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Black crosses for German cemeteries

n°362
egbert
Posté le 31-08-2009 à 15:17:09  profilanswer
 

We have a discussion elsewhere as to why the German WW1 cemeteries in France have black crosses. The internet hints to the Treaty of Versailles, but actually the articles do not say anything about it. Are there any known annexes to the Treaty or does anybody know the reason German=black, victors= white crosses? Or is it a myth of our days?


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In Erinnerung an Grossvater OffzStellv. Gottfried S., IR 49, 4.Kompanie, gefallen 1 May 1918 bei Merville/Bois de Nieppe. Ici est son histoire:  http://1914-1918.invisionzone.com/ [...] opic=40572
n°429
vesuve 421​00
Posté le 20-01-2010 à 23:17:17  profilanswer
 

egbert a écrit :

We have a discussion elsewhere as to why the German WW1 cemeteries in France have black crosses. The internet hints to the Treaty of Versailles, but actually the articles do not say anything about it. Are there any known annexes to the Treaty or does anybody know the reason German=black, victors= white crosses? Or is it a myth of our days?


Hello,
I have this question too and someone says me exactely the same:
victory= white
defeat= black

n°430
mudra
Posté le 21-01-2010 à 20:14:39  profilanswer
 

I think it is a myth of our days. Bear in mind that in the 1920ies (1922-1927) the French government, when relocating German graves and restyling existing German cemeteries, replaced the old wartime wooden crosses (often used in natural condition ("dark" ) or well ornamented gravestones with uniform very simple black wooden crosses. The layout was very simple, after all Germany lost the war,no need for huge monuments and lots of ornament. Thanks to the Volksbund, German cemeteries regained atmosphere when these were slowly restyled again (walls, monuments, trees, flowers...). Those wooden crosses lasted a long time, sometimes till the 1970ies.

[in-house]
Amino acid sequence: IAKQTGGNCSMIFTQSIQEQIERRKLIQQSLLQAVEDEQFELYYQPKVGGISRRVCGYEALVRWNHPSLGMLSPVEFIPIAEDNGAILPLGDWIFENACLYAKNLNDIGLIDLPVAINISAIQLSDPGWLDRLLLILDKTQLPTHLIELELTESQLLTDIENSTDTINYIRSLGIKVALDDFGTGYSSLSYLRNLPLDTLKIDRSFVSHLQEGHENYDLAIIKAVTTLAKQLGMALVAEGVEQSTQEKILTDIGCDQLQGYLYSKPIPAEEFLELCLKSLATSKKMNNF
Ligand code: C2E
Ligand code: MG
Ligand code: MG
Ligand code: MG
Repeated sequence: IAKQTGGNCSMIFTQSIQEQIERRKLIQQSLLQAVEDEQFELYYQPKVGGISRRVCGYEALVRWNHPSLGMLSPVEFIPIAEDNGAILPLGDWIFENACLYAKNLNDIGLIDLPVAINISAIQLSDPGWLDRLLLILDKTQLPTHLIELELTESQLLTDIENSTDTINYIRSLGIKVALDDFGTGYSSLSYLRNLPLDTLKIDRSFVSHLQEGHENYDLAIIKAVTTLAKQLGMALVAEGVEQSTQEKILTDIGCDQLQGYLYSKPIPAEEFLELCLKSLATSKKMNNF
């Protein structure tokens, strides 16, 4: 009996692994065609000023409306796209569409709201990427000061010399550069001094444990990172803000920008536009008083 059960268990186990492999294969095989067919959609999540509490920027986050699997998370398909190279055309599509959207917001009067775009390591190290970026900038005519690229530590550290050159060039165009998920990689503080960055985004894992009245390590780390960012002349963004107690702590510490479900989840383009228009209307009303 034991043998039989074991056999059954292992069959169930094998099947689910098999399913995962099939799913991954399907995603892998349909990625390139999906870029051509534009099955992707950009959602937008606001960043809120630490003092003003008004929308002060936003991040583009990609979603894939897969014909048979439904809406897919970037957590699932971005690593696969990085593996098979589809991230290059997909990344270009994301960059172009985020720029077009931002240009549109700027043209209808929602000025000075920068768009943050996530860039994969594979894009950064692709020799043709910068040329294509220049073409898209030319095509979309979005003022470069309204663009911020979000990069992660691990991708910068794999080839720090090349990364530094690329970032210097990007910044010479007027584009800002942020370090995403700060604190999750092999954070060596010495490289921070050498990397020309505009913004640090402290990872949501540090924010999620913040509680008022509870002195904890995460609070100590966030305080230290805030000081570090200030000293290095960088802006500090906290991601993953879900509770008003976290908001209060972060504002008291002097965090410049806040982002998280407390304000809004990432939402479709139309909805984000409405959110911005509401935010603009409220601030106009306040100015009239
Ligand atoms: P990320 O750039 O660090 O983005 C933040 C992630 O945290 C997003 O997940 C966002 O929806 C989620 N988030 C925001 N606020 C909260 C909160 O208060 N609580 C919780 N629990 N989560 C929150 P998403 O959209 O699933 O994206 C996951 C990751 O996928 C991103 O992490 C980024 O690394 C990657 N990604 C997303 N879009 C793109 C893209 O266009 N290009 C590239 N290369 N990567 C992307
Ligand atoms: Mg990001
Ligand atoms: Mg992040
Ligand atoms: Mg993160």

Most of these wooden crosses were replaced with black metal crosses (others with stone crosses or other forms).
Besides, the theory of black being the colour of the defeated does not match to all German cemeteries. A lot of grey stone crosses or other forms were also being used.
 
(Egbert: you may use my point of view (which I do not consider to be the "correct" answer) on another forum. Please be so democratic to refer to this
French forum...)
 
regards, Wim


Message édité par mudra le 21-01-2010 à 20:15:31
n°431
vesuve 421​00
Posté le 23-01-2010 à 00:32:46  profilanswer
 

vesuve 42100 a écrit :


Hello,
I have this question too and someone says me exactely the same:
victory= white
defeat= black


I've listen another think, when you go in a war cemetery, you are in the country of the cemetery:
German  cemetery= you are in Germany
American cemetery= you are in America

n°666
mtmc
Posté le 26-09-2013 à 21:41:11  profilanswer
 

Hallo,  
Wim deine Antwort ist richtig.Nach dem Versailler Vertrag betreute die Französische Regierung die Deutschen Soldatenfriedhöfe des 1. Weltkrieges. Die Gefallenen deutschen Soldaten sofern namentlich bekannt erhielten schlichte Holzkreuze. Nach dem 2. Kriegsgräberabkommen zwischen Frankreich und Deutschland übernahm ab18.7.1966 der Volksbund Deutscher Kriegsgräberfürsorge die Anlagen.
Es wurde beschlossen die bestehenden schlichten Holzkreuze durch Metallkreuze zu ersetzen ohne dabei den bescheidenen Charakter der dunklen Holzkreuze zu verlieren, im Gegenteil diesen eher noch zu verstärken. Ich hoffe ich konnte euch etwas weiter helfen
viele Grüße Uwe

n°672
l'amiral
Posté le 16-10-2013 à 12:01:54  profilanswer
 

Hello,
I recently was told by a French historian (specialized in 1914-18) that the raison why the German military crosses and graves/sepultures are/were « black » is due to the fact that during the war there were generally made in wood and, to preserve them for a longer time, they were … coated with (black-) tar.
 
My money : why not ?
Best regards,
L’amiral.

n°673
Yv'
Posté le 17-10-2013 à 00:15:20  profilanswer
 

Hi all,
 
In this newspaper of September 1915, it seems that the phrase "croix noires" refers to German crosses, but I'm not 100 % sure of it.
http://gallica.bnf.fr/ark:/12148/b [...] %22.langFR
 
In this document of 1917, you can read "We have seen also the black crosses of the German dead".
http://gallica.bnf.fr/ark:/12148/b [...] %22.langFR
 
So this existed well before the Treaty of Versailles.
 
Now I found something for the post-war era :
http://images.mesdiscussions.net/pages14-18/mesimages/4284/GermanCrosses.jpg
(L'Ouest-Eclair (Rennes), 31 octobre 1931, http://gallica.bnf.fr/ark:/12148/bpt6k658717s/f6.image )
 
Regards.
Yves

n°685
rslc55
Posté le 24-11-2013 à 19:52:35  profilanswer
 

Hallo
 
Ja ist ja gut und recht. Aber wer hat schon diese interallierten  Verträge gesehen ?
 
Gruss
 
Pierre


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